Sugar is sugar, right? From a physiological viewpoint, blood glucose is blood glucose, right? Wrong. The source of the glucose is what counts and has everything to do with your ability to use food for energy.
Complex carbohydrates – found in fruits and whole-grain cereals – are digested and broken-down into glucose – the body’s usable form of sugar. This process of digestion takes time and the glucose produced is slowly released into the bloodstream, where it is transported to cells for use as an energy source.
When you eat simple sugars – a teaspoon of sugar in your coffee or a sticky bun with icing – you’re ingesting ready-made glucose. No digestion is necessary – the glucose is already in its simplest form and goes directly into the bloodstream. Such rapidly available glucose is probably not immediately needed for energy and therefore is stored as fat. Also, the rapid surge of blood glucose stimulates the pancreas to release insulin, setting off a whole cascade of responses.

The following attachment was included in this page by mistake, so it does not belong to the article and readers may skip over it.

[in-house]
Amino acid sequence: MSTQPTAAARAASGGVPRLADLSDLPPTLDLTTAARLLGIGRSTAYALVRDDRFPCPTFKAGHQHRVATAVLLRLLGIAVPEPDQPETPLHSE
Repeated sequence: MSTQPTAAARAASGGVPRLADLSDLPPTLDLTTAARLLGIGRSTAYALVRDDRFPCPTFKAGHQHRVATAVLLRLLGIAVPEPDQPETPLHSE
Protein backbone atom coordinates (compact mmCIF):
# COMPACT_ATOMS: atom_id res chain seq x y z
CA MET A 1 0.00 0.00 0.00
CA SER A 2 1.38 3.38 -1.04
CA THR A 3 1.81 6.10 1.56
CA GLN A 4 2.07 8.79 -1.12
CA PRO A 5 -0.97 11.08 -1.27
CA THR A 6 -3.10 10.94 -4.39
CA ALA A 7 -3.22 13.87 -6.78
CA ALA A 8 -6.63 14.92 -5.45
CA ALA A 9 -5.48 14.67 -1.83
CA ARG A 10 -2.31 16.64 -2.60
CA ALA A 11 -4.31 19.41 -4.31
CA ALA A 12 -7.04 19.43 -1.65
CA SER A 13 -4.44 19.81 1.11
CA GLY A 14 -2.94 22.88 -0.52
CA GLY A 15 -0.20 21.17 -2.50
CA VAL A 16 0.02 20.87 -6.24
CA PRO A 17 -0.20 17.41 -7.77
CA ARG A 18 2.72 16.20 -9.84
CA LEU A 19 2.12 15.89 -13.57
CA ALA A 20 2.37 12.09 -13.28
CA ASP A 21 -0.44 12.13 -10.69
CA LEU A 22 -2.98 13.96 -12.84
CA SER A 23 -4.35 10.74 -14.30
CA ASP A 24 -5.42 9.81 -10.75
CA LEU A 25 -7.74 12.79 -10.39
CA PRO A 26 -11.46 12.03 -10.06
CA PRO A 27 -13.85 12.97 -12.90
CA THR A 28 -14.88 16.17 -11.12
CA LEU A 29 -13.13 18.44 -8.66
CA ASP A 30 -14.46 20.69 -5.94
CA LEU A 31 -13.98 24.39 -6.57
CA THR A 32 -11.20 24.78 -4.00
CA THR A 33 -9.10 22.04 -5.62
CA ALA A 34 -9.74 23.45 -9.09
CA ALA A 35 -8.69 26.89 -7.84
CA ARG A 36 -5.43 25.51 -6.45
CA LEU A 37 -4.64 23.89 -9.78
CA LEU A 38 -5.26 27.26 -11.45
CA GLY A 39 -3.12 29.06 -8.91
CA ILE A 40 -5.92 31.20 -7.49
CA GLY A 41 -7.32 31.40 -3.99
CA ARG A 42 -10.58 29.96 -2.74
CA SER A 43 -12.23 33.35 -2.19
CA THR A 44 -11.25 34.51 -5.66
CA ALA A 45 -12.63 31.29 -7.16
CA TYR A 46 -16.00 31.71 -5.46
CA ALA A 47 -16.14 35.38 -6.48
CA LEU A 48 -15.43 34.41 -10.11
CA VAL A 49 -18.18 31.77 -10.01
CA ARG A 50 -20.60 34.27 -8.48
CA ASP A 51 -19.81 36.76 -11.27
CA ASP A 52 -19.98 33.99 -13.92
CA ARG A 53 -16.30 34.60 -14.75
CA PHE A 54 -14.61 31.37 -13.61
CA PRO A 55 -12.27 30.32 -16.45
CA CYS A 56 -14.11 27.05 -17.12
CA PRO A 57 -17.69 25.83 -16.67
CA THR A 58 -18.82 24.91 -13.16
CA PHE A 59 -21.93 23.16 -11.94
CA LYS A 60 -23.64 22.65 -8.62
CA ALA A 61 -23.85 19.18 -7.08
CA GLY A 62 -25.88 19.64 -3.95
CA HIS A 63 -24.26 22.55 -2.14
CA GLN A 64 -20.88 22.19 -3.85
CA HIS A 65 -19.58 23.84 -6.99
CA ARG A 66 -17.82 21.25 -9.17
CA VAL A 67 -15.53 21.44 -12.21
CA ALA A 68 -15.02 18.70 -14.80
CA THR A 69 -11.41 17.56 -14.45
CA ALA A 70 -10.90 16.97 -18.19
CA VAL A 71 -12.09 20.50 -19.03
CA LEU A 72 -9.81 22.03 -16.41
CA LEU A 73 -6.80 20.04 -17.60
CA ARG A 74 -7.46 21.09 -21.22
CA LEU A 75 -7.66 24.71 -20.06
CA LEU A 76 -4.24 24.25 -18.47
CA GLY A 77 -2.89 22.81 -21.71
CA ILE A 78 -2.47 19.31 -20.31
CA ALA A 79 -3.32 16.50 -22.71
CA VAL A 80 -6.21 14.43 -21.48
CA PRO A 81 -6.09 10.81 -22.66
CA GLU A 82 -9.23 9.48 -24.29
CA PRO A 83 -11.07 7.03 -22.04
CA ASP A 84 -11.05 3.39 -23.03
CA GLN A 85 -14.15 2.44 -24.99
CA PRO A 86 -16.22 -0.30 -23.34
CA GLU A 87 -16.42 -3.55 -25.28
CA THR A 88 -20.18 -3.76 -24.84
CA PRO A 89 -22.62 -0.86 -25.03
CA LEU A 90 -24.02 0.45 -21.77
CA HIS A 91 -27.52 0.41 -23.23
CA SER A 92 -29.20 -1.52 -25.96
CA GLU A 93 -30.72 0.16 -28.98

Bottom line – consuming a lot of simple sugars causes your body to store fat and ultimately impairs the functioning of the pancreas, possibly leading to diabetes. Consuming complex carbohydrates provides glucose for energy and is part of the natural pathway to good health.